Review – Stage 3

When Mason tries to resume his life, the world he awakens to is one where every move is fraught with danger. And death isn’t necessarily the end.

Having just broken up with his girlfriend, Mason is all too willing to shut himself away and ignore the world for a week. But when he does try to resume his life, the world he awakens to is one where every move is fraught with danger. And death isn’t necessarily the end.

The virus responsible for the danger is never fully explained but it doesn’t need to be. It’s origins aren’t really important compared to it’s effects. The main characters sketch them out briefly and in simple terms. The first sign of infection is the blindness that effects Mackenzie. The second stage is a ferocious blood-thirst typified by what Mason calls the wilders. And stage 3 is the creepers, where even normally wounds can’t stop the attackers.

The main character, Mason, is misanthropic and bitter at the beginning of the novel. He fights to survive mainly by instinct, without much forward thinking. Once he meets Mackenzie, a young girl in the early stage of infection, and takes responsibly for her, he gradually begins to open up. Mackenzie’s trust and vulnerability awakens a protectiveness in him and he agrees to help her look for her aunt, regardless of the risk involved.

Given that the bulk of the story is carried by Mason, the author spends a good amount of time exploring his inner thoughts. He moves from initial reluctance to engage with anyone to growing affection for Mackenzie and a fierce (in one case homicidal) desire to keep her safe. At the same time, there is the knowledge that Mackenzie’s infection will progress and he will be forced to kill her . All of this serves to give Mason much greater depth than might otherwise be expected.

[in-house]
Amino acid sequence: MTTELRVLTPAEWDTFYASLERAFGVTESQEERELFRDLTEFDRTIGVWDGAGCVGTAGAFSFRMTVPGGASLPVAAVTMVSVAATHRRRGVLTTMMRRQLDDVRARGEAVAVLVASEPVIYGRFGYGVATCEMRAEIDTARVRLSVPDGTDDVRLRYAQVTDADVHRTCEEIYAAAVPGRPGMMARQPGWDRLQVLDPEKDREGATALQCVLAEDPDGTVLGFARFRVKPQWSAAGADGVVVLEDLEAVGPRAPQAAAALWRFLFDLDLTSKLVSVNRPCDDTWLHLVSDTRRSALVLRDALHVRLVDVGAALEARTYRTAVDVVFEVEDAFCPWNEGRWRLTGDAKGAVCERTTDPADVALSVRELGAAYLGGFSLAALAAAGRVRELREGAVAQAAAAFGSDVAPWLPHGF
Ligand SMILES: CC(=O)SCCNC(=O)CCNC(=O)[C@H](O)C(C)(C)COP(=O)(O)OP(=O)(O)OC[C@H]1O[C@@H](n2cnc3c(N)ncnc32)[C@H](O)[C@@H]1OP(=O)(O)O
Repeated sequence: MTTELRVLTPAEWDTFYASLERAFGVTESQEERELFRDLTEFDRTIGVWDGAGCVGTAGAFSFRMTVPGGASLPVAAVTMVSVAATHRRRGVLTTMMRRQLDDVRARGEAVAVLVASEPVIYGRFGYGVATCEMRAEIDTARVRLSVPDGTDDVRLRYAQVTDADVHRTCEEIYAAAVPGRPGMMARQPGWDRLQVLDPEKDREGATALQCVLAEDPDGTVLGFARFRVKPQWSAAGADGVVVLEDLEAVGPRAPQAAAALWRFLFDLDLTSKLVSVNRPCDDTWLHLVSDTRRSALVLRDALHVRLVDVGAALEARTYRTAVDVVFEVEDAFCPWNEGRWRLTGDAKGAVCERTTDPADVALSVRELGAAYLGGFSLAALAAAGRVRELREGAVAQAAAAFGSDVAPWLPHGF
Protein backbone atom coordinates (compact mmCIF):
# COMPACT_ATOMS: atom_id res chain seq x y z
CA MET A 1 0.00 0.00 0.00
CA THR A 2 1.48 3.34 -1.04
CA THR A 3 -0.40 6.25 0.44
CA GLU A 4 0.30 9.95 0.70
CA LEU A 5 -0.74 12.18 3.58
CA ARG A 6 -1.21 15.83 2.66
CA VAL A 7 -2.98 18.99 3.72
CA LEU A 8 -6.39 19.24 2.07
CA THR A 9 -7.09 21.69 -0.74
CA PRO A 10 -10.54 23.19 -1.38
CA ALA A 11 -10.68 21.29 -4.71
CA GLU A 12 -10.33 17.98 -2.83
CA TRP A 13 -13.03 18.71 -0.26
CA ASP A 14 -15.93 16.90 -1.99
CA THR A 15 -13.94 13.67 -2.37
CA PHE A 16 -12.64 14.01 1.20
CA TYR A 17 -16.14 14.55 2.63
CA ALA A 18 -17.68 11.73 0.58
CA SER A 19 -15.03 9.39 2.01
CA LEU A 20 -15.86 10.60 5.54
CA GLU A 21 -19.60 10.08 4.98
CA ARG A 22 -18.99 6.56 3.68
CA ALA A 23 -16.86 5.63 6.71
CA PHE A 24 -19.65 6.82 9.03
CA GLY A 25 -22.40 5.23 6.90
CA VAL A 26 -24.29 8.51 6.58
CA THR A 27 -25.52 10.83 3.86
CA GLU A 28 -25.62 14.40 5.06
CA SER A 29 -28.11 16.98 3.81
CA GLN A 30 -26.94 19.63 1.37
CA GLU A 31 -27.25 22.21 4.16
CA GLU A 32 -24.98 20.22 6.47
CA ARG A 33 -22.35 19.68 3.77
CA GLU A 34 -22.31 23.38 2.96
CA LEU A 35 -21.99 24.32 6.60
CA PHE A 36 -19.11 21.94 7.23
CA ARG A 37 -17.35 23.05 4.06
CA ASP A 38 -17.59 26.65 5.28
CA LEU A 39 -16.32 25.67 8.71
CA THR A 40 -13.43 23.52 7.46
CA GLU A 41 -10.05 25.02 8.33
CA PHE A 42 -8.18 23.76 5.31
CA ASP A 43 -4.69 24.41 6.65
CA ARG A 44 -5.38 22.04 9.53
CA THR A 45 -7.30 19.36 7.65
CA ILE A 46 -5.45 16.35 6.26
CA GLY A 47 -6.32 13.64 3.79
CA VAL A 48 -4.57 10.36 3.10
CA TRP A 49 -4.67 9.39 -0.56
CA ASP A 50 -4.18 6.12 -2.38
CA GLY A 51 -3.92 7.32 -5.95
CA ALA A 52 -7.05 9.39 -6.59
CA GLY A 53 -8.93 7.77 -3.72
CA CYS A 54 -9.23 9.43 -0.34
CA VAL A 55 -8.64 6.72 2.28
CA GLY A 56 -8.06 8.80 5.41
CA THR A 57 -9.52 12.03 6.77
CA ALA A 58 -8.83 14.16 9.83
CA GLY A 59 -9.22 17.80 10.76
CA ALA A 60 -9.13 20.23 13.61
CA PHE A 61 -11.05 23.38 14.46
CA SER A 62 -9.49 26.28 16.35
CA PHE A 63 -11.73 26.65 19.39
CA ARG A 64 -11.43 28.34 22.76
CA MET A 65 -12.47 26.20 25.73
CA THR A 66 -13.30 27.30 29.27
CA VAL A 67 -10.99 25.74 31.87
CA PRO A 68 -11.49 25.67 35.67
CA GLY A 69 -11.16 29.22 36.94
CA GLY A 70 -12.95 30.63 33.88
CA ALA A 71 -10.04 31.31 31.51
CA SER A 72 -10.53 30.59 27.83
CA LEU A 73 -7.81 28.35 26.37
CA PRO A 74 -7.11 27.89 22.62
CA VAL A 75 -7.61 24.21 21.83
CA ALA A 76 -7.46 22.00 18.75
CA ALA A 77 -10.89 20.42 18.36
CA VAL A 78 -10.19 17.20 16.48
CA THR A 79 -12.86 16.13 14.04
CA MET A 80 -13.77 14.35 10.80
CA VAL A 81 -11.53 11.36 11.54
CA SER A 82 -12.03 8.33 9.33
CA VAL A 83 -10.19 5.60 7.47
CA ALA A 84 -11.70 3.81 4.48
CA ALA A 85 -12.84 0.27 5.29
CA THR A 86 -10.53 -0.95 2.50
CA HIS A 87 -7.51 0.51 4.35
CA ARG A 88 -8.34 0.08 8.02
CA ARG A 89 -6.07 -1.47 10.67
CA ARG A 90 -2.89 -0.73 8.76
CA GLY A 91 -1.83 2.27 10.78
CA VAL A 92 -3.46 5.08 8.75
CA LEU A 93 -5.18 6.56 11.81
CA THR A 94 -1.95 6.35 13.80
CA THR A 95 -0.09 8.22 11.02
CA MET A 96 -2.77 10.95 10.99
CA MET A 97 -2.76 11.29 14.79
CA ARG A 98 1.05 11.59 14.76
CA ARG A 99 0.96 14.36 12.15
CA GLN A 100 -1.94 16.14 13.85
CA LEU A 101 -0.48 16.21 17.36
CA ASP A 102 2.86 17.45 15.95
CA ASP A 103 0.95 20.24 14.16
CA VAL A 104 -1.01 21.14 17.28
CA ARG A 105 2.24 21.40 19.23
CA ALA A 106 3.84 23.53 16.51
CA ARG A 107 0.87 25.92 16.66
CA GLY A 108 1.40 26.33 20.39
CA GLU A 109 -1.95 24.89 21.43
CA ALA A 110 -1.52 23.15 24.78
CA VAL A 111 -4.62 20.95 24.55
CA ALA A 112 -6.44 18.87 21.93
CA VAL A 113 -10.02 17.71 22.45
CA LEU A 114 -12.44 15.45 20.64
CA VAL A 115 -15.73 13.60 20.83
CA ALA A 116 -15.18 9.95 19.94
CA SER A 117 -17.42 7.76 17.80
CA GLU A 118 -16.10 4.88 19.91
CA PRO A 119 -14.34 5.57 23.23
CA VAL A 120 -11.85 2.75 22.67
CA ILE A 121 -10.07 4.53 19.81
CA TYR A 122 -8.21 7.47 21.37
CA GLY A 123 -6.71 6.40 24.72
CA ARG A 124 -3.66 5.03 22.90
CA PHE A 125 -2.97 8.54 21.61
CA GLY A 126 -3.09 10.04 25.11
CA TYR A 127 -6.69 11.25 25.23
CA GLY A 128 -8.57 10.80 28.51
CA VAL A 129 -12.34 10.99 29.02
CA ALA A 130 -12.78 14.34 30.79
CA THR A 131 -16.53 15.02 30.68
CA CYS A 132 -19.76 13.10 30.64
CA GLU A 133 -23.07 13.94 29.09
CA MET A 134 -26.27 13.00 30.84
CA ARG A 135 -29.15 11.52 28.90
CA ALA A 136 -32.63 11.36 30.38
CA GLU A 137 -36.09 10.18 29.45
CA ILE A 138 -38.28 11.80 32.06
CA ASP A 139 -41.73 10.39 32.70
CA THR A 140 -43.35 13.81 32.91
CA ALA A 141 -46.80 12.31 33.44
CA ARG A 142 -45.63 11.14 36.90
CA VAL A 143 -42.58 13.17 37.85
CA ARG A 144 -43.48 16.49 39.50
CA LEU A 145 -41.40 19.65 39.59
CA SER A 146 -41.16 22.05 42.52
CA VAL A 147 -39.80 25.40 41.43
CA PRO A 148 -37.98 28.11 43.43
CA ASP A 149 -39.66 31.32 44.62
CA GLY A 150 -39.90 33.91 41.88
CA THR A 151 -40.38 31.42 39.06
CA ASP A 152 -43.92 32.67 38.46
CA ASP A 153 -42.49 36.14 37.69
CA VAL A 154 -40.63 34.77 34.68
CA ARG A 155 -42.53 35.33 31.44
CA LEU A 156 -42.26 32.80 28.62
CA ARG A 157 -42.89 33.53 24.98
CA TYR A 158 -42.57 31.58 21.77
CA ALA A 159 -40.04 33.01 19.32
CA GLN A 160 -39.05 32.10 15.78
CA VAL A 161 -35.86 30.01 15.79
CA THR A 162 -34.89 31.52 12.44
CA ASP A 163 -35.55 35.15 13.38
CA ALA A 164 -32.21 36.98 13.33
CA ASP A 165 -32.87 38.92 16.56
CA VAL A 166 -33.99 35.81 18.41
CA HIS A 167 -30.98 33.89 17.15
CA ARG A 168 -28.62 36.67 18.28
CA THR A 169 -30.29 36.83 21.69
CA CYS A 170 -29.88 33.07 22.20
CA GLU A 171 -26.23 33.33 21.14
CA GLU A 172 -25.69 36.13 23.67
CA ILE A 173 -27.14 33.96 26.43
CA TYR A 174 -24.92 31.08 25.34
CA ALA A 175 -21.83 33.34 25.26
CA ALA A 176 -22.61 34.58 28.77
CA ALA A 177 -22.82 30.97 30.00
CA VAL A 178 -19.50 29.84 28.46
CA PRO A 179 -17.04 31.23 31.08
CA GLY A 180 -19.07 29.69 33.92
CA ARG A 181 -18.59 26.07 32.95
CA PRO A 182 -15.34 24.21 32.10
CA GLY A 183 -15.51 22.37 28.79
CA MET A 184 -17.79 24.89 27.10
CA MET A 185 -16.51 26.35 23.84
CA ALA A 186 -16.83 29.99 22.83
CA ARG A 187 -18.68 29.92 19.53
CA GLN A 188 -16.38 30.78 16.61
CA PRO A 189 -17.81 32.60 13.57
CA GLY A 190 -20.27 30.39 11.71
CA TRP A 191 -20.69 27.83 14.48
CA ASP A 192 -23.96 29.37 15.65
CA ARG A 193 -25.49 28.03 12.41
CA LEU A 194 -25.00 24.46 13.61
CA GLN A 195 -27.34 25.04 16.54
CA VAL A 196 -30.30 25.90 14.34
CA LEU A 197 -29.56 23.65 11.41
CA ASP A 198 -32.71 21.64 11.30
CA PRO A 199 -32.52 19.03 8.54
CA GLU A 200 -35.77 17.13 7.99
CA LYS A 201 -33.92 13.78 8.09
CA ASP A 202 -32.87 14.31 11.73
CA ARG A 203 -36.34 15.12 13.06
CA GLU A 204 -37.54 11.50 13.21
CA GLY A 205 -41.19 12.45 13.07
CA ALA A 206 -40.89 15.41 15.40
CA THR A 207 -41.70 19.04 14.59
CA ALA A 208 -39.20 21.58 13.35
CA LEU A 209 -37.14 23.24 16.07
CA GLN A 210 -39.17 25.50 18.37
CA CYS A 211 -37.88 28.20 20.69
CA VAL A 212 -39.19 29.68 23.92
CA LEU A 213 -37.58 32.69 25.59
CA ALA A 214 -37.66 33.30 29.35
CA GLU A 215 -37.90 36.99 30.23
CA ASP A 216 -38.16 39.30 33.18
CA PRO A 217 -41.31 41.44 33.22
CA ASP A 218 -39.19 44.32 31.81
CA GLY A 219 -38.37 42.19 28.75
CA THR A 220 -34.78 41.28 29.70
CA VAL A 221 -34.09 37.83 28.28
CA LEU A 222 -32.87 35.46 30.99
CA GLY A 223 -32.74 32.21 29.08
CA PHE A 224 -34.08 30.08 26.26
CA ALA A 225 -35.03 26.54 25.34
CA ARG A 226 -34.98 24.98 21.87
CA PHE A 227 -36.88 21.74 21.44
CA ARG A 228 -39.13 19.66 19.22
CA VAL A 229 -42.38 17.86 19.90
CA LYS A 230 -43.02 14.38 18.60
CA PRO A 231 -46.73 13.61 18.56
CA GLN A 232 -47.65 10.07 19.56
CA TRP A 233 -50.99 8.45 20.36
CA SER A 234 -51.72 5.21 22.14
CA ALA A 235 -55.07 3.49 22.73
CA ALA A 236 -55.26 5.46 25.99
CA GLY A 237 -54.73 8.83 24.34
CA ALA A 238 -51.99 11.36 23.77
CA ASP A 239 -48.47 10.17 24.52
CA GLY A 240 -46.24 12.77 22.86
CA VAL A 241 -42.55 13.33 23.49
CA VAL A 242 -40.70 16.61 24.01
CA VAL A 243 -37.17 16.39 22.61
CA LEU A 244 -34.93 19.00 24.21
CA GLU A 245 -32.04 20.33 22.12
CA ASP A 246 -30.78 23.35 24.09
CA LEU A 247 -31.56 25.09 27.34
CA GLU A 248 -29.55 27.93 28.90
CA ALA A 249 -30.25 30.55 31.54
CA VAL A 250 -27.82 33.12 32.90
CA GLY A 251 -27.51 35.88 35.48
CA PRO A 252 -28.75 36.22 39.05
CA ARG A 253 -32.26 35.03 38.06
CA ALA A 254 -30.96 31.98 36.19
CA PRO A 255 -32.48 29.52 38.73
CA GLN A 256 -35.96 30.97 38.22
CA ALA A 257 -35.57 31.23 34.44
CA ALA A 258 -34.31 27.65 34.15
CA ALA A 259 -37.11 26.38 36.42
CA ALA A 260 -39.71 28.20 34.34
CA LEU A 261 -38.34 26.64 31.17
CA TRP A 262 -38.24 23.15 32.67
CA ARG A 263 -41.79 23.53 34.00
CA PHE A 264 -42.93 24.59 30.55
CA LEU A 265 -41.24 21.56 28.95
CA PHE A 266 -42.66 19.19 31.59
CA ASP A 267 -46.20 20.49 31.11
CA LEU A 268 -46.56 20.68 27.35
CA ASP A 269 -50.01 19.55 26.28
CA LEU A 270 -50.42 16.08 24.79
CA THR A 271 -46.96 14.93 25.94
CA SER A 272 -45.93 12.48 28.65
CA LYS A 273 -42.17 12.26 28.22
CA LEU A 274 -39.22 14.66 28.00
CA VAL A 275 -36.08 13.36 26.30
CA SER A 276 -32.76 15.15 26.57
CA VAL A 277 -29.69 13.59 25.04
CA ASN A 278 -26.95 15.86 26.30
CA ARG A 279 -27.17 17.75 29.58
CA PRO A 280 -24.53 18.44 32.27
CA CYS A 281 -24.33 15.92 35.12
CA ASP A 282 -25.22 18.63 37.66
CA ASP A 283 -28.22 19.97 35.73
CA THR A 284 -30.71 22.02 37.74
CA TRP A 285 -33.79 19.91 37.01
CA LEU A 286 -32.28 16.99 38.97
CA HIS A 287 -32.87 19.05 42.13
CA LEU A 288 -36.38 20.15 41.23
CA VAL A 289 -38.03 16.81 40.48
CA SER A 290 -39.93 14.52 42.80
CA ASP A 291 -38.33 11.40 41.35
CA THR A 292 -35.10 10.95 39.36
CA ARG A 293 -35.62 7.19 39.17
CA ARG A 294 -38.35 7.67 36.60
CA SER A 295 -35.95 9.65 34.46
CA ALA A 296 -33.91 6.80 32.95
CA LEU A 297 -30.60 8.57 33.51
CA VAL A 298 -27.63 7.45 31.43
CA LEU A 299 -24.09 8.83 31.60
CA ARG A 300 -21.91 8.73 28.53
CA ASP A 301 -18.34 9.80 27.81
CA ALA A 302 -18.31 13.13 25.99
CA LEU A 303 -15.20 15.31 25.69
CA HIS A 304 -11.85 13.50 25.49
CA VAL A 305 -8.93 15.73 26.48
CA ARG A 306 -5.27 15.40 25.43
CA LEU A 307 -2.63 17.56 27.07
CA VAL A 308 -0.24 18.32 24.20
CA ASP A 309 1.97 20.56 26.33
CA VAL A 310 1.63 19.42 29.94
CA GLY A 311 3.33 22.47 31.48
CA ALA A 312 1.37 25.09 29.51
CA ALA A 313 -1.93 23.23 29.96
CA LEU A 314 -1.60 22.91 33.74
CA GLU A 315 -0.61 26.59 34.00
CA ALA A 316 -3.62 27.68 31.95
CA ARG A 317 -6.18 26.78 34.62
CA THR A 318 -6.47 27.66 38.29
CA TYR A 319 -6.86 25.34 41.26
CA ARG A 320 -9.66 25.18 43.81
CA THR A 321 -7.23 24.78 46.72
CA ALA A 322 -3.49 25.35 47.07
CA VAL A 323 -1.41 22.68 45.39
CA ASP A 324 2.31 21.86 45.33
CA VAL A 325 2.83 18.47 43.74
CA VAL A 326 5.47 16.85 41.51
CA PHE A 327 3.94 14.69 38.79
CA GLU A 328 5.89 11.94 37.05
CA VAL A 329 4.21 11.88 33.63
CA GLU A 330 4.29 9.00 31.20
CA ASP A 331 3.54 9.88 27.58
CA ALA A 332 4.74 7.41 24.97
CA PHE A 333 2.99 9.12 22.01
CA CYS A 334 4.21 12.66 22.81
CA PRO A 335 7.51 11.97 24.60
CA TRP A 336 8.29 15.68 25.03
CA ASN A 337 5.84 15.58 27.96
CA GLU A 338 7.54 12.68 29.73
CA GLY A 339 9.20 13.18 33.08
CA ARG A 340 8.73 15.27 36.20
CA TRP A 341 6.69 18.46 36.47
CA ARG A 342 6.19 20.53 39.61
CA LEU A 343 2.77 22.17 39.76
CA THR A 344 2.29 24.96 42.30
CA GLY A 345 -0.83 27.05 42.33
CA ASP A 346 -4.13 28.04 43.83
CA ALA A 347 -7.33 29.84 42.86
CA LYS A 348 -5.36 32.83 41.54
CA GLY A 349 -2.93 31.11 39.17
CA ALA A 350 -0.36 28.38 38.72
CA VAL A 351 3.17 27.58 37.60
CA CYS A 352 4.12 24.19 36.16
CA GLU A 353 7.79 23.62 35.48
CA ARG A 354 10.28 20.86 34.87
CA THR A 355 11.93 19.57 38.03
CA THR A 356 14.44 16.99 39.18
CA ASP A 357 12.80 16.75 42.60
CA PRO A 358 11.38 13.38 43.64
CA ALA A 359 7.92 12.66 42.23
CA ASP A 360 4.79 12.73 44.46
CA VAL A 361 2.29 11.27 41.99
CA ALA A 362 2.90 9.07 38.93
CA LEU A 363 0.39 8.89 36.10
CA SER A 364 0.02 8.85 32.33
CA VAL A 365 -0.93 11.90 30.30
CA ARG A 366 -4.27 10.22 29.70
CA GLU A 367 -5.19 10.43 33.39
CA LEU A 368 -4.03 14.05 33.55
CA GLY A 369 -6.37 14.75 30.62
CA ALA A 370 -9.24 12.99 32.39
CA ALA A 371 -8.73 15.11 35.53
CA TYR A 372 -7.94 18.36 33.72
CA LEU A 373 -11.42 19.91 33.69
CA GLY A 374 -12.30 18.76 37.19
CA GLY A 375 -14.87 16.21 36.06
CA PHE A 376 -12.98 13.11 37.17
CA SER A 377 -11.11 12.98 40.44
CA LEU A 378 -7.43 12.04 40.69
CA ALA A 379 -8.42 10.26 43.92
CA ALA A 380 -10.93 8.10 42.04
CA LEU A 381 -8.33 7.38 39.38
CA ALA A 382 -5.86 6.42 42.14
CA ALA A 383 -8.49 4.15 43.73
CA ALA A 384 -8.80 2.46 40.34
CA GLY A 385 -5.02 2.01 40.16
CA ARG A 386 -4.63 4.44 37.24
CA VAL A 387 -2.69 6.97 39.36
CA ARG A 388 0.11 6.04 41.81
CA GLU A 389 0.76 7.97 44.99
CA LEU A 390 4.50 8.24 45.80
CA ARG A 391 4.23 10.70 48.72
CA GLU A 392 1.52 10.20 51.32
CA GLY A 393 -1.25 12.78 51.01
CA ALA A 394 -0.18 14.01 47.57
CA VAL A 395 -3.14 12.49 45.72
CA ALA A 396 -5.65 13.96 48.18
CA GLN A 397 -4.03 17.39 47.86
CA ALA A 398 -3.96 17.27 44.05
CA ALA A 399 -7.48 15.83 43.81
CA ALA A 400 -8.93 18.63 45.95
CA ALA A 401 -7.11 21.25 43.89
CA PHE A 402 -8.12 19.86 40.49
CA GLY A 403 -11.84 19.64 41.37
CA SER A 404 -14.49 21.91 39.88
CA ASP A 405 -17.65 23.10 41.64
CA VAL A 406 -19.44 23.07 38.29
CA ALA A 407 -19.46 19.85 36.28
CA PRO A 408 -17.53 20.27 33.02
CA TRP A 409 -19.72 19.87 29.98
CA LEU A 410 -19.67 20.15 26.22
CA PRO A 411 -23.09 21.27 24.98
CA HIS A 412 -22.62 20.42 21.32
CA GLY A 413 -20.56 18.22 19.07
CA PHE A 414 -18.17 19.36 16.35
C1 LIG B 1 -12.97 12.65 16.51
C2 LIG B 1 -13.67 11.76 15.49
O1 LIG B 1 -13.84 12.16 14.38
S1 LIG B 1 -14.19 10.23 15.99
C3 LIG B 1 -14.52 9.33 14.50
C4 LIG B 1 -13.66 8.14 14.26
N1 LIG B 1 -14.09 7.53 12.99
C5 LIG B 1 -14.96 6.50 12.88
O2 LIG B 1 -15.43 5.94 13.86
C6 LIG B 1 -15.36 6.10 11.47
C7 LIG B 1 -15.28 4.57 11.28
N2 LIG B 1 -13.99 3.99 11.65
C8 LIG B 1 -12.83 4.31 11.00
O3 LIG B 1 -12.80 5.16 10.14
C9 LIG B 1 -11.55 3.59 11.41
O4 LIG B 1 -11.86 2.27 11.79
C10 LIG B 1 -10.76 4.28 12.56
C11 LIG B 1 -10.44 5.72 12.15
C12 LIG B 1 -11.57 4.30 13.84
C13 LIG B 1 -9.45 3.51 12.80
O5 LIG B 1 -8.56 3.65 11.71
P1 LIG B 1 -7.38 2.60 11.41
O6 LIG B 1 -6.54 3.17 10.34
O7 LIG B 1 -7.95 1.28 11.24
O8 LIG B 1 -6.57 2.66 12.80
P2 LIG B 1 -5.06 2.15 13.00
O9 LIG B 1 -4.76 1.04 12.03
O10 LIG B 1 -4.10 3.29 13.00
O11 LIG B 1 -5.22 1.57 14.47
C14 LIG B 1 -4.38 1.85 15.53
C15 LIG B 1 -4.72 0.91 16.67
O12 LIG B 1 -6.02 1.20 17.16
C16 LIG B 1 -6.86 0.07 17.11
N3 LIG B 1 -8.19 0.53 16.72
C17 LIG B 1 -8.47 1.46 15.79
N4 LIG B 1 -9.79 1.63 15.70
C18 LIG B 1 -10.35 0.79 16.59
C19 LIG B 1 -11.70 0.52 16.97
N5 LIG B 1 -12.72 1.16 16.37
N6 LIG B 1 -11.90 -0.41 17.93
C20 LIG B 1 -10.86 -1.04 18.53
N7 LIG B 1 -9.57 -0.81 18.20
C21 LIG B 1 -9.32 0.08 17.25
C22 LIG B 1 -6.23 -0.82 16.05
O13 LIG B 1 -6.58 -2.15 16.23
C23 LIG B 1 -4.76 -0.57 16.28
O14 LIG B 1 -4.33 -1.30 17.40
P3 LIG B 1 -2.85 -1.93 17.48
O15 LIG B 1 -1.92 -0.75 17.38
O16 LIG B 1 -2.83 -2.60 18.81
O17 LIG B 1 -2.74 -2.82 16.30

Stage 3 features a limited cast. Beyond Mason and Mackenzie, after the outbreak takes hold there are only three speaking characters. The author uses each of these to illustrate how different people could respond to a potential apocalyptic event. One clings to hope and tries to support others, one is ready to give in to despair and one sees it as an excuse to indulge their darkest impulses. The way these are written makes them very believable.

There’s a great deal of action and brutality in Stage 3, which is to be expected but it reads very well. If you’ll forgive the choice of words, I devoured the book, reading most of it in a single day. For fans of horror or zombie fiction, I would recommend this wholeheartedly.




  1. I have just finished reading Stage 3 and couldn’t agree more with your review. With such a limited cast of characters, Stark still manages to pull off great depth and feeling in what could have simply been a blood bath.
    I enjoyed this book very much, finding myself caring deeply about the characters and dreading what seemed an inevitable end to their story. With several different ways to go, I was truly surprised at the ending and am looking forward to more from this author.

    Liked by 1 person

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